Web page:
18 Comments

  1. When using a no 80 to remove torn grain do you have to worry about removing too much material and leaving a noticeable low spot, or is it removing such thin shavings it isn’t noticeable over the length of a board?

    1. I asked Paul and this was his reply:

      “It’s about the thinnest shaving you can get and as I have written and explained in other places. The fault is not the low spot the fault is the surrounding area. Focus mainly on the surrounding area and this will make you lower and you will only need a few swipes in the remaining section.”

  2. Thanks Paul for your comments on the cross grain rebates and the tool. I had struggled to get good cross rebates with the tool. You gave several great tips on how to make the cross rebates that I will for sure incorporate into my woodworking. I had come to dislike this cross grain rebate tool so much that I had stopped using it and had just used the hand router plane. That works but it can be a bit slow on longer rebates. If you were looking for a YouTube video on another tool to share more detail, what you outlined here would make a great basis for that video on the cross rebate tool. I haven’t seen anyone talk as thoroughly and succinctly about it elsewhere (and I have looked).

  3. I enjoy the larger dovetail cabinet projects, looking forward to see this through.

    Just wondered about the marking out of dovetails, as I have seen Paul in the past mark the first face and then transfer these across to other pieces, instead of measuring and marking each tail on every side.

  4. Paul, I’ve noticed from your projects that you do not create “sprung” edge joints. I’ve read a number of woodworking books and watched some videos and occasionally read and saw makers advocate for sprung edge joints. What, if any, utility and necessity is there for “sprung” edge joints?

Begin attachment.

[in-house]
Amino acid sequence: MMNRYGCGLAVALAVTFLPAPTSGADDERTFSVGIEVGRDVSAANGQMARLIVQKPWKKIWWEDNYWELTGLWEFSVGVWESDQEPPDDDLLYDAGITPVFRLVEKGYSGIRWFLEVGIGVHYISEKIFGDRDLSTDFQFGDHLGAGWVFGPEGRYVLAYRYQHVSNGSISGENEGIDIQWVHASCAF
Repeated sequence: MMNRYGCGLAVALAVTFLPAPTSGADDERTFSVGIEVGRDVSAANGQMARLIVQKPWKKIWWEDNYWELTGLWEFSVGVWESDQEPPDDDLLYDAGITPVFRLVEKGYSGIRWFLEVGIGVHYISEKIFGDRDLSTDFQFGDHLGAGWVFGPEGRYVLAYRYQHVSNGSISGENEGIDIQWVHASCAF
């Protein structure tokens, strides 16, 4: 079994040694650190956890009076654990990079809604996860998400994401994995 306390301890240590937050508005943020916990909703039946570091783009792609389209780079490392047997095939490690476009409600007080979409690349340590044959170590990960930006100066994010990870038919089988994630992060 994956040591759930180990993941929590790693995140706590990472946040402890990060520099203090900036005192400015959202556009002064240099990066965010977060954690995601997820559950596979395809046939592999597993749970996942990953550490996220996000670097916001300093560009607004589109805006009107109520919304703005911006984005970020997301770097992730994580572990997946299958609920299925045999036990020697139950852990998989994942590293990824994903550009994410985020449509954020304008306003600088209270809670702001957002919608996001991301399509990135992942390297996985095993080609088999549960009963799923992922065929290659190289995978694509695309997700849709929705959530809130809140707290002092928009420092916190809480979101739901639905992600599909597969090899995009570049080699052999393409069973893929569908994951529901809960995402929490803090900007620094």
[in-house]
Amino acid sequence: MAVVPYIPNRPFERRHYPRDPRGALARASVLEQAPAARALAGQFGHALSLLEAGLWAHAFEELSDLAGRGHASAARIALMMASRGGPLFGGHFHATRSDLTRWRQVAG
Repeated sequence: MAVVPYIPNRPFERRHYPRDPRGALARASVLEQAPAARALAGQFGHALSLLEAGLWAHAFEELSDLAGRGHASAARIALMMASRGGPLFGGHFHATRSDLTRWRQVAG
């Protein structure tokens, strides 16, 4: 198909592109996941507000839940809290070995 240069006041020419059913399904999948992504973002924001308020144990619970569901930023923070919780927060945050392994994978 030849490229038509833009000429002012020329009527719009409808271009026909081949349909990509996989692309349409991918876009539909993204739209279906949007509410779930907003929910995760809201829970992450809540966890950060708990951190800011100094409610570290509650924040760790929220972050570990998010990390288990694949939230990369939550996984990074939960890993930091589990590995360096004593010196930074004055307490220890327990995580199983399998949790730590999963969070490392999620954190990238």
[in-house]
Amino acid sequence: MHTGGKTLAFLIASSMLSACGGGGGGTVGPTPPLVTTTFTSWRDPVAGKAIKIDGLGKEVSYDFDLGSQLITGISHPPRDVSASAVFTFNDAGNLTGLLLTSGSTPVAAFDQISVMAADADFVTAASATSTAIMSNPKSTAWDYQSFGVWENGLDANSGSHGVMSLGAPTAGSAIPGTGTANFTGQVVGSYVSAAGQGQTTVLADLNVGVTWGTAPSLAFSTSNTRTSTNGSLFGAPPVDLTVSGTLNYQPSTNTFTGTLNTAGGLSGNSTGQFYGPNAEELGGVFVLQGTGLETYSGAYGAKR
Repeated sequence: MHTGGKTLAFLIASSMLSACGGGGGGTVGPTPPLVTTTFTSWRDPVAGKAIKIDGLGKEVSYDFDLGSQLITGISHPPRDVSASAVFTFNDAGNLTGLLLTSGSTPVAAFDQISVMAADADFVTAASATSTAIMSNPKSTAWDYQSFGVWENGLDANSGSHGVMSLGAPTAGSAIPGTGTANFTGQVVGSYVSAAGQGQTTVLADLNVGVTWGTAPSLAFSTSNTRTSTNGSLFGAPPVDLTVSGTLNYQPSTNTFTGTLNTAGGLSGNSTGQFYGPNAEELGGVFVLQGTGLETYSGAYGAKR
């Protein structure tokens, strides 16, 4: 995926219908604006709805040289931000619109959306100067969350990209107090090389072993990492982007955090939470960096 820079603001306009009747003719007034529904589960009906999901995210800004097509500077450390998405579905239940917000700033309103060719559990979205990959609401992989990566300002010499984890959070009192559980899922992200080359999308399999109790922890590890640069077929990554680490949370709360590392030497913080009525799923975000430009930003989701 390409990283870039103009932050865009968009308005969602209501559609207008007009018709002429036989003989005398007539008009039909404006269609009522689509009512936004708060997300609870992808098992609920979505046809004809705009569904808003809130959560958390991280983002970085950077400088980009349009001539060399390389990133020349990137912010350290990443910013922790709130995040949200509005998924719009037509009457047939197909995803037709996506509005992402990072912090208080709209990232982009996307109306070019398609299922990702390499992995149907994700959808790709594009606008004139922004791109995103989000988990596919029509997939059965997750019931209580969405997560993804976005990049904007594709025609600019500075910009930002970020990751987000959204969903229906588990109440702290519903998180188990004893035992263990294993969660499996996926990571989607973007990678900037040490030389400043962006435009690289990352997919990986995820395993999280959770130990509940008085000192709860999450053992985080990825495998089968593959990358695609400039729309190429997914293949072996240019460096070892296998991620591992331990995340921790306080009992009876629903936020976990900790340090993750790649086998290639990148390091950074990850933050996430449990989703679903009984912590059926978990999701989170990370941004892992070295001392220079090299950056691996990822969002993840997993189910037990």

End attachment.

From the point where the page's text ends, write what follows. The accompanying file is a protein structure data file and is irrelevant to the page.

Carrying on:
5. I really loved the long silent section at the beginning, and seeing Paul think through the design process. BBC4 had an hour-long film of a woodworker with no music and no dialogue (proving that there iS demand for this kind of thing), but it wasn’t as good as Paul’s version, because one didn’t learn much from the BBC4 woodworker.

  6. I find that as long as a video doesn’t purport to teach you something, if the video is just watching a woodworker work wood, that muting the audio is also a good way to focus on what is being done, rather than what is coming out of the speakers. Search youtube for ‘Båtbyggeri’ and watch the video by Åke Palm, or the ‘Just another dovetail video’ from Fine Woodworking.
    Maybe we should have a thread for speech and music free videos here….

  7. The nicker never does exactly what I expect it to on my Stanley rebate plane. And I have to watch that the fence doesn’t inadvertently change – tightening every 3 or 4 passes is definitely required!

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